When the Citizenship Amendment Bill (CAB) was first introduced in the Indian parliament on December 2019, protests erupted all over India over the perceived non-secular nature of the proposed bill. Despite the outrage, India passed the legislation rendering it the official status of Citizenship Amendment Act of 2019.
The main beneficiaries of this act are illegal immigrants of certain minority religious faiths from neighboring Islamic countries, who fled to India to escape religious persecution in their own countries. This act accelerates their path to Indian citizenship thereby securing a safe life in India as citizens with freedom to practice their religion without any fear.
However, it is the first time that religion has featured prominently in an Indian legislation, thereby sparking unrest among indigenous population, especially more so because it excludes Muslims. Additionally, it possibly negates the efforts of the border states in North East India, that have been battling the issue of infiltration of illegal immigrants for decades.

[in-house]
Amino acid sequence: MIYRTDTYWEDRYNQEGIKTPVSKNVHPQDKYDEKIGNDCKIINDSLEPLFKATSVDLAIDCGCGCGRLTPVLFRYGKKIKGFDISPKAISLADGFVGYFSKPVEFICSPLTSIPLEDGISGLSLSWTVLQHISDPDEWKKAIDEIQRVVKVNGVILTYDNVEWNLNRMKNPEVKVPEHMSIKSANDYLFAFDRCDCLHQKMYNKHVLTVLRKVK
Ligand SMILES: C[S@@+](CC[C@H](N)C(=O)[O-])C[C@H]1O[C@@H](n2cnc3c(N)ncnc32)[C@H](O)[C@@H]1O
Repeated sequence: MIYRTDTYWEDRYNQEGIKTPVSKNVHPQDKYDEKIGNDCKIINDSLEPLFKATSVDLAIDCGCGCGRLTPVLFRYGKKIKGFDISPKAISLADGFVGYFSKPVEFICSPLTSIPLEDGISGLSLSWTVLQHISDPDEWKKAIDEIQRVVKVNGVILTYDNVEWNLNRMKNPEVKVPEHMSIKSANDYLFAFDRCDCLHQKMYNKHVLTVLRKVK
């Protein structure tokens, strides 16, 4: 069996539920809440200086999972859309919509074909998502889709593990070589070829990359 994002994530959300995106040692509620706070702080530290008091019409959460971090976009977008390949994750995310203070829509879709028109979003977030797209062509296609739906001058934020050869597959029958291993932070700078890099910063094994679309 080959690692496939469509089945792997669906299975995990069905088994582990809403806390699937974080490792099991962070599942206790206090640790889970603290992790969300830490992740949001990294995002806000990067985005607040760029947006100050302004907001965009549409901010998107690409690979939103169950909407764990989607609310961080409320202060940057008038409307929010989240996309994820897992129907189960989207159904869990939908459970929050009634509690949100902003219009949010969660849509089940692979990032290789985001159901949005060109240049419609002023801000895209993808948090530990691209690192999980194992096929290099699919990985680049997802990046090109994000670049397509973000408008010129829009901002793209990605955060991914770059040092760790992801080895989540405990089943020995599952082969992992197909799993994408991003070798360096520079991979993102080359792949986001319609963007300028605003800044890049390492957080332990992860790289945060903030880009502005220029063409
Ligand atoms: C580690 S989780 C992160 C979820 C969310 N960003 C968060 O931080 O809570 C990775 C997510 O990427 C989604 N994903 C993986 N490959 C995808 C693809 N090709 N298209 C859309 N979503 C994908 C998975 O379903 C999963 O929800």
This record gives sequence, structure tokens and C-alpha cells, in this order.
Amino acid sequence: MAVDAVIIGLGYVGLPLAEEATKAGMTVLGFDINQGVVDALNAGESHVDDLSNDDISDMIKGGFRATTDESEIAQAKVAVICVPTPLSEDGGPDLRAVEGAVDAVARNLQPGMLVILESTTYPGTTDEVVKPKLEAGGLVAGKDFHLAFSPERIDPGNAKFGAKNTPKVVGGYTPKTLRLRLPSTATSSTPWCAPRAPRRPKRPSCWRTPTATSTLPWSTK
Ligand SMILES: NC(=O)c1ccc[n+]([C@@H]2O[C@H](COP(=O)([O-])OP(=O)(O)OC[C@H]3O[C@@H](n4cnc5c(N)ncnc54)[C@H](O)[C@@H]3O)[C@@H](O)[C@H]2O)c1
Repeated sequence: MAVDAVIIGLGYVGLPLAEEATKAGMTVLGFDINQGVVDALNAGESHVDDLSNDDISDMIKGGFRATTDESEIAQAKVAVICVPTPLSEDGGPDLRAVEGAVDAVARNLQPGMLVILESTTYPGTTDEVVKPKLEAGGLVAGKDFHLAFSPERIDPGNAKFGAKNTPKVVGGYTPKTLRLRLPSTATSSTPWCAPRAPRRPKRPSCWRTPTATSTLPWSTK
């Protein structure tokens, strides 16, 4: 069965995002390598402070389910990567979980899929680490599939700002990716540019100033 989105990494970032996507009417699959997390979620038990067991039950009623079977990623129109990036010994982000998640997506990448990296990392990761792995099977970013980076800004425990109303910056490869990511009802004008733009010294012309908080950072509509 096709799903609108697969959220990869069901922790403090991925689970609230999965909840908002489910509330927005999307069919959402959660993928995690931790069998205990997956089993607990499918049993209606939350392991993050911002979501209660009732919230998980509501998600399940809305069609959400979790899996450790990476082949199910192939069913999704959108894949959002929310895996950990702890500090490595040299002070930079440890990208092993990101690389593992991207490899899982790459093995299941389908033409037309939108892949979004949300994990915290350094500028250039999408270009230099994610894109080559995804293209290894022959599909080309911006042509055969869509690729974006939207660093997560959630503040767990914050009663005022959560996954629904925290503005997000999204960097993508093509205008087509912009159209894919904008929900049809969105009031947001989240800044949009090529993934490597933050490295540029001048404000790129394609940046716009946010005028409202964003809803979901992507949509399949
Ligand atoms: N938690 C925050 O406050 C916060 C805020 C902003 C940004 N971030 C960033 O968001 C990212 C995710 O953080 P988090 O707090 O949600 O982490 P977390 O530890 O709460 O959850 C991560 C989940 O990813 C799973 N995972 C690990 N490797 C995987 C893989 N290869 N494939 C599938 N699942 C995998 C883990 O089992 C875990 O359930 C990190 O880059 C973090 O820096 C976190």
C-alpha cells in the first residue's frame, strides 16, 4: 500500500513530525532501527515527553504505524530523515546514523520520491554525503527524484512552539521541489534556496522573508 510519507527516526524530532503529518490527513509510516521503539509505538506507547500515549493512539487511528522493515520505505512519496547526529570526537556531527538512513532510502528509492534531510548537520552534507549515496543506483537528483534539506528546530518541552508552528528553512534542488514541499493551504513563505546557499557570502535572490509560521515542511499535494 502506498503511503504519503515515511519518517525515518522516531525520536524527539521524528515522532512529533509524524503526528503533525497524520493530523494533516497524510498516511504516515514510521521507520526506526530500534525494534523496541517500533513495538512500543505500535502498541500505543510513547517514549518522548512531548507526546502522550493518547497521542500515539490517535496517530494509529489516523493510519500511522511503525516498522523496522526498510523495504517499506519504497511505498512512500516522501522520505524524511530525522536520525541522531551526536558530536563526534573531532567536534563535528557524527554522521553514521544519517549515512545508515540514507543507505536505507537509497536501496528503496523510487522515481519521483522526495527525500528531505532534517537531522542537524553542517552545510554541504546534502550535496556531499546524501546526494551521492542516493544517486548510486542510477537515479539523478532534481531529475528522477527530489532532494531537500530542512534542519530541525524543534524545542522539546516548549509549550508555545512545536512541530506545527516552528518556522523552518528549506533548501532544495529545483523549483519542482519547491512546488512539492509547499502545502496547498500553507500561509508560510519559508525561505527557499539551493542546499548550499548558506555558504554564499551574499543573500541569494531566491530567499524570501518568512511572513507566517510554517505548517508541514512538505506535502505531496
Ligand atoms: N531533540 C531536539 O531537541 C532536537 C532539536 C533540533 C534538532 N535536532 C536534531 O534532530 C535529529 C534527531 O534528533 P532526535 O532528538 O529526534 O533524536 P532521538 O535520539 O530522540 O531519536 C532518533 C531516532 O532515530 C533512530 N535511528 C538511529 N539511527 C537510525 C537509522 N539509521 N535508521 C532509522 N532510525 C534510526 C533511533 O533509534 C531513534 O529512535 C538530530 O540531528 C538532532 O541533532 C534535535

As the protests continue in India despite the COVID19 crisis, this thesis aims to analyze this act in the context of the Indian constitution and secularity, the history and perspective of the people in the North Eastern states and Indian Muslims, and the impact its implementation could possibly have all across the country.